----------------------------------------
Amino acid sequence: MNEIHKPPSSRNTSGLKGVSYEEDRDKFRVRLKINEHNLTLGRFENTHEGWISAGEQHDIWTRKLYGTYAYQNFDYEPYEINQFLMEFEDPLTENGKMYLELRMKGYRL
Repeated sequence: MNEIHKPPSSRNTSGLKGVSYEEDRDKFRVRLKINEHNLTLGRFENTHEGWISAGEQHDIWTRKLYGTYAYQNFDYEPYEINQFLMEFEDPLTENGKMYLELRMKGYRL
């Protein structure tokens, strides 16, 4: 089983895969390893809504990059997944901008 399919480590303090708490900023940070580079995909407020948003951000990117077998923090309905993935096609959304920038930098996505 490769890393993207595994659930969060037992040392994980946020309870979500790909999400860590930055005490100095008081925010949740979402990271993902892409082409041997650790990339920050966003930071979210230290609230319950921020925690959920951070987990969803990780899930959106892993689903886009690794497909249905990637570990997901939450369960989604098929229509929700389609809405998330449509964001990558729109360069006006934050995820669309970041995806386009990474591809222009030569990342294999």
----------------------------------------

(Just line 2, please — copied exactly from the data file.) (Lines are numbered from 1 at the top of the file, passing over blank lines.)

Repeated sequence: MNEIHKPPSSRNTSGLKGVSYEEDRDKFRVRLKINEHNLTLGRFENTHEGWISAGEQHDIWTRKLYGTYAYQNFDYEPYEINQFLMEFEDPLTENGKMYLELRMKGYRL